When Rebekah Mitchell, 31, a kindergarten teacher for all of eight years, became the principal of P.S. 50, a failing elementary school in Spanish Harlem, in July 2004, she expected a tough challenge.
The concrete building even looked forbidding, sandwiched between the Metro North housing projects on First Avenue and the FDR Drive. And it had spent years on a downward spiral. Under three different principals in just five years, the school was flunking: One-third of its children tested “far below” standards on math and literacy tests. Administration was so chaotic that key student records disappeared. Teachers described a curriculum that, in recent years, was alternately “rigid and test-oriented” and “incoherent.”
Discipline was lax; pupils were as likely to be roaming the halls as sitting in their classrooms—that is, when they weren’t watching SpongeBob videos, a ritual so common that some teachers nicknamed the school Cinema 50. “There were no rules. There was always fighting,” says Paris Scott, a sixth-grader. “It made it hard to learn.”
Yet Mitchell’s appointment prompted teachers and parents to protest the sacking of Lyle Walford, P.S. 50’s interim acting principal for just over a year. “The hardest thing,” recalls Mitchell, “was seeing the picture of the children beneath a sign that read ‘Princ-I-Pal,’ like he was their friend. I felt worried about the kids—how much they had been caught up in the politics.”
As Mitchell soon learned, the controversy at the school, where 96 percent of the students are black or Hispanic, had taken on racial overtones. Walford, who is black, was a “black power” kind of guy, according to one parent, while Mitchell is a white woman.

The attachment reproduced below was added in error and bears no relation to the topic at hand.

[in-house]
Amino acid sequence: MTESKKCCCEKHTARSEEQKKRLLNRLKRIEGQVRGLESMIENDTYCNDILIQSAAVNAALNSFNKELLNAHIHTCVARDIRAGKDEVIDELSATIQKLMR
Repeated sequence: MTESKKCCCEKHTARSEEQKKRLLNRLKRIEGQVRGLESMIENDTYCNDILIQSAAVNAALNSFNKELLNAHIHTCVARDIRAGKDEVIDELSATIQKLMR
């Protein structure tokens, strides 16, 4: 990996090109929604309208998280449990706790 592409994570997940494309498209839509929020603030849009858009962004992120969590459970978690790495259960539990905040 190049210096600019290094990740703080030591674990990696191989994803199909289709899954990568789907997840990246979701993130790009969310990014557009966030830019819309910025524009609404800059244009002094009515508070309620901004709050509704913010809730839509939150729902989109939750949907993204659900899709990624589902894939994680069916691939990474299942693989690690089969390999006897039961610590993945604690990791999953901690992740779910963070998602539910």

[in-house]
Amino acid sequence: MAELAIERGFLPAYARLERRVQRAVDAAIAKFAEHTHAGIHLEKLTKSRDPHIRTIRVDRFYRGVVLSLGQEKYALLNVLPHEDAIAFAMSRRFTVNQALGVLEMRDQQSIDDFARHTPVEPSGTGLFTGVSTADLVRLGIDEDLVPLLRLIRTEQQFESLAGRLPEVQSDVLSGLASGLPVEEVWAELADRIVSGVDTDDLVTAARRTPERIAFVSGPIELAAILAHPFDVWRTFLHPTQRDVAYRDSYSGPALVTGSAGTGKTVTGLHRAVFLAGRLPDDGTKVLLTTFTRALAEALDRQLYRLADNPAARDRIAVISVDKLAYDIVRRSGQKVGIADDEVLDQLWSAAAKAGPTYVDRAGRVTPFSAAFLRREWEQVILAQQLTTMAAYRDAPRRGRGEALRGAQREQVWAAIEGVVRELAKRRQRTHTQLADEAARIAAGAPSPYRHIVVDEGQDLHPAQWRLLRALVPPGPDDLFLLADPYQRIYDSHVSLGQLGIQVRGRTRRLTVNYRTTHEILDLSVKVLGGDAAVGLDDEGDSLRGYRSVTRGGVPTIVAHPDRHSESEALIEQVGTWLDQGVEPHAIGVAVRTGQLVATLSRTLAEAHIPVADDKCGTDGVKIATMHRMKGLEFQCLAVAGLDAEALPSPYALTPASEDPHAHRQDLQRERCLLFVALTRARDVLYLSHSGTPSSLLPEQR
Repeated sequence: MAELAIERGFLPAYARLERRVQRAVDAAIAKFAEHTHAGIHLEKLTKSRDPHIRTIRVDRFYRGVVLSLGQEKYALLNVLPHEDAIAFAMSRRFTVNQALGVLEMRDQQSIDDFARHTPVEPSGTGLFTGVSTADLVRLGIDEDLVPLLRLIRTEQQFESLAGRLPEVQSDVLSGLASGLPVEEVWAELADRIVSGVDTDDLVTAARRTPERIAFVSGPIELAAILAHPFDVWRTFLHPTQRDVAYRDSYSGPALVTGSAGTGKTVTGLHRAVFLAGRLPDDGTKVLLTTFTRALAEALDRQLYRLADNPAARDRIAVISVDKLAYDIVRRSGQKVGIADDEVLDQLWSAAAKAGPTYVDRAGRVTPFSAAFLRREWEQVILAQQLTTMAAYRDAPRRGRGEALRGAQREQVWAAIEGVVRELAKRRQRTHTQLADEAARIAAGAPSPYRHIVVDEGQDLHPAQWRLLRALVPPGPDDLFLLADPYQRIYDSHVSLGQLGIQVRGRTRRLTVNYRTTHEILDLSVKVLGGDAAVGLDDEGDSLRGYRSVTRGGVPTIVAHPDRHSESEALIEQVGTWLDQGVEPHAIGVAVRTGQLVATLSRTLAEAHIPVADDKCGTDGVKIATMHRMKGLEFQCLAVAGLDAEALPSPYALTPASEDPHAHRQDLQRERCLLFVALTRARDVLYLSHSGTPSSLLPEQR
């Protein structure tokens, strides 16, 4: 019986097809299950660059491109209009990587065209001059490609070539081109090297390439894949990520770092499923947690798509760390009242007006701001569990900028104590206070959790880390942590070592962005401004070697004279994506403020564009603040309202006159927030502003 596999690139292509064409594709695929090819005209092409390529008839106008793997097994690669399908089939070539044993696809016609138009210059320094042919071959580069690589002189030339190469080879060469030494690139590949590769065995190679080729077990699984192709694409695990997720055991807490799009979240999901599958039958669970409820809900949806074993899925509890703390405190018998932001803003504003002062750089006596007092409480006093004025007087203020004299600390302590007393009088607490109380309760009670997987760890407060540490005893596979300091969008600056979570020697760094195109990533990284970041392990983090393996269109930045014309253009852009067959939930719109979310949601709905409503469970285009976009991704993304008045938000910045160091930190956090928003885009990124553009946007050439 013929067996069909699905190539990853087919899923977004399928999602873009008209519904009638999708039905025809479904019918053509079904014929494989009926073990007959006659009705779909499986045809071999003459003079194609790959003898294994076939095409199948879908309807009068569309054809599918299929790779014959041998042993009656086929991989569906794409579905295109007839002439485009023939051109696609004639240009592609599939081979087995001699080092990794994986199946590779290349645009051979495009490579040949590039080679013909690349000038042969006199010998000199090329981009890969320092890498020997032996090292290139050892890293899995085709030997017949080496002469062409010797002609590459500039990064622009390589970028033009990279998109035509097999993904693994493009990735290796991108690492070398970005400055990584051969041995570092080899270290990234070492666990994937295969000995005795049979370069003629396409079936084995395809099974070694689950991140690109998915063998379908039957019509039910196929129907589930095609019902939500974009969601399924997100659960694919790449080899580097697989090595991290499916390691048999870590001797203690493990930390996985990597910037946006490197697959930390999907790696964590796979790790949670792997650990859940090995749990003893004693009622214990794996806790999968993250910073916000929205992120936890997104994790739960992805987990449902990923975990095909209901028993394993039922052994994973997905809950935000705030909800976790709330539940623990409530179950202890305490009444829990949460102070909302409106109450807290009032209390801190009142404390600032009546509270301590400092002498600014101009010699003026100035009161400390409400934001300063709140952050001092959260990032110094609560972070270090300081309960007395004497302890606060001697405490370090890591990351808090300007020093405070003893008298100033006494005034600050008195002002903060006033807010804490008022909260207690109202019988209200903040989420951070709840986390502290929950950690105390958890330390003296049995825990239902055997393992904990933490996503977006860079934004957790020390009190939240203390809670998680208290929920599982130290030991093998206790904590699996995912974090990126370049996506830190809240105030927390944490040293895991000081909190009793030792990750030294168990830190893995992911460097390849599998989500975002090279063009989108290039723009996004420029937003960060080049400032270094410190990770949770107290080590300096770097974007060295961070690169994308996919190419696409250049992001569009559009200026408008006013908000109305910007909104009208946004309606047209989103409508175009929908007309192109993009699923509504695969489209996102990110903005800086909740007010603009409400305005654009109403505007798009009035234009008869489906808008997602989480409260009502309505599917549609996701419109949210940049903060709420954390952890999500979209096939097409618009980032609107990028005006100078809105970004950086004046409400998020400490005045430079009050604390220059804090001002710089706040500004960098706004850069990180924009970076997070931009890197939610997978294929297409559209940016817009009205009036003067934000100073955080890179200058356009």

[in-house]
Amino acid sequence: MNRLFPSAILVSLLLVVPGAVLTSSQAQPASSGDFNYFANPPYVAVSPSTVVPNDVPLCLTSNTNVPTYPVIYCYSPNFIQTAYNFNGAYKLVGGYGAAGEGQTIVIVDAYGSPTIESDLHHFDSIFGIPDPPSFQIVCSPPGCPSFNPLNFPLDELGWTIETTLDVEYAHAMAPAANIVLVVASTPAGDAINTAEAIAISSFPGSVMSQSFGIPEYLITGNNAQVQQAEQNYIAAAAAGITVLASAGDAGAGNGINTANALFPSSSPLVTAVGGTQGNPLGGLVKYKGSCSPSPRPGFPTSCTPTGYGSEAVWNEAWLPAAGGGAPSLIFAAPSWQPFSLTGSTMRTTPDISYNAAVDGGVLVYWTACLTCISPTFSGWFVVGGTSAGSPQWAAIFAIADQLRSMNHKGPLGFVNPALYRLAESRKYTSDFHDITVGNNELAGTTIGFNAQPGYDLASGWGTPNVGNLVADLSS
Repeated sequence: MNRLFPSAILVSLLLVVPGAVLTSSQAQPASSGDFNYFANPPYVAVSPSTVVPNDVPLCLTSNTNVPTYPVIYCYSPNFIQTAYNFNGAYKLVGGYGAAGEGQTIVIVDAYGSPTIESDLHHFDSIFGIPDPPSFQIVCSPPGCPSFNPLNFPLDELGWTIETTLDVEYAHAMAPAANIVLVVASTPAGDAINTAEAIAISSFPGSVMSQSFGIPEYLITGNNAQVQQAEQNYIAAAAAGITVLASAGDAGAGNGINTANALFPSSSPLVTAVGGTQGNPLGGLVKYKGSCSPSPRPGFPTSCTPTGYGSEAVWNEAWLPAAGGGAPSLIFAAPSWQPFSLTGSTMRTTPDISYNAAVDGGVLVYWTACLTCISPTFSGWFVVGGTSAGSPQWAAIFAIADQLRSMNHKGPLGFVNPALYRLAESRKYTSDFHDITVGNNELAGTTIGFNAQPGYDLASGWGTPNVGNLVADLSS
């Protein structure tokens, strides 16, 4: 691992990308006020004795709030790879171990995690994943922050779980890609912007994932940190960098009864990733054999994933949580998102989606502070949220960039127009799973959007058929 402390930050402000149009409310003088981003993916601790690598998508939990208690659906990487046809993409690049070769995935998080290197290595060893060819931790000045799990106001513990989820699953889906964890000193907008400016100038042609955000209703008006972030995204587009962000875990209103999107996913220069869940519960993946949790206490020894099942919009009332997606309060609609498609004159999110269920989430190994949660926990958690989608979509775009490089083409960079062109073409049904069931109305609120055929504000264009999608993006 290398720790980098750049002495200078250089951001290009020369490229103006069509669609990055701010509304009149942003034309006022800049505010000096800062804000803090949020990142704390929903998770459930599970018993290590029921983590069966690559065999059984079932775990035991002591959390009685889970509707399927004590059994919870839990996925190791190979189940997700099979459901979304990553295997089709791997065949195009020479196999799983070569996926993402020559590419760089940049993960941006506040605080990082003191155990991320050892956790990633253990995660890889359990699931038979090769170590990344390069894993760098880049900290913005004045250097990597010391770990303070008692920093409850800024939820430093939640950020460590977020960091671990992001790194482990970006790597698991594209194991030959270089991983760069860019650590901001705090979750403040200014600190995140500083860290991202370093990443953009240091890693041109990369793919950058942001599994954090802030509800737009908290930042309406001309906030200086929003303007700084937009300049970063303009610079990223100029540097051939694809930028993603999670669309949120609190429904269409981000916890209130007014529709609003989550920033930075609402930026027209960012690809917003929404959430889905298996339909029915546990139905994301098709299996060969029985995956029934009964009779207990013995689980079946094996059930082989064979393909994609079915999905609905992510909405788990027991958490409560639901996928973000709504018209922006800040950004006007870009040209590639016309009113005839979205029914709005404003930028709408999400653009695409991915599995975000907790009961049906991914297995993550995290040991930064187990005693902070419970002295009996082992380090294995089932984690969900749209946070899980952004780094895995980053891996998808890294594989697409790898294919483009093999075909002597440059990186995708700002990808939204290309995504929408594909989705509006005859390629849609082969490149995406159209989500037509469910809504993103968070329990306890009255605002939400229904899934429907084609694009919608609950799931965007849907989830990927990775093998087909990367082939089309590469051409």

P.S. 50 is a microcosm of the school system—the result of inept administration and teaching, inadequate facilities and parenting, and seasonal curriculum changes that emanate from the New York City Department of Education and often lead to more confusion than enlightenment. While P.S. 50’s most recent test scores increased, along with those of other city schools, that improvement follows years of dismal results. In 2004, over 80 percent of the school’s students scored at the bottom two levels of city and state literacy tests, up from about 75 percent in 2003; math scores, with just under 70 percent of students scoring in the bottom half, showed some improvement from 2003.
Now the Bloomberg administration is pinning the latest hopes for school reform on the ability of newly trained principals like Mitchell, many of whom are younger and less experienced than their predecessors, to transform the system.
Mitchell was handpicked by Schools Chancellor Joel Klein to be in the first graduating class of the controversial New York City Leadership Academy, launched in 2003 to alleviate a chronic shortage of qualified principals by training some 600 new recruits by 2006. Two years ago, Klein was visiting P.S. 109, a failing school in Flatbush, when he stopped by the kindergarten classroom of Rebekah Marler (Mitchell’s name before she married last fall). Mitchell found herself in a wide-ranging conversation about everything from charter schools to “balanced literacy”—a key part of Klein’s plan. Before he left her classroom, he recruited Mitchell to enroll in the Academy, a privately funded institution with a $75 million budget for its first three years—much of it from the business community—that combines management training with the school system’s latest ideas on instruction.
Mitchell has been on a fast track since leaving her native Florida, where she taught and served as a union leader until the late 1990s, then enrolled at the Harvard Graduate School of Education. After graduating, Mitchell was recruited to help form a charter school in Bedford-Stuyvesant, and two years later she joined P.S. 109.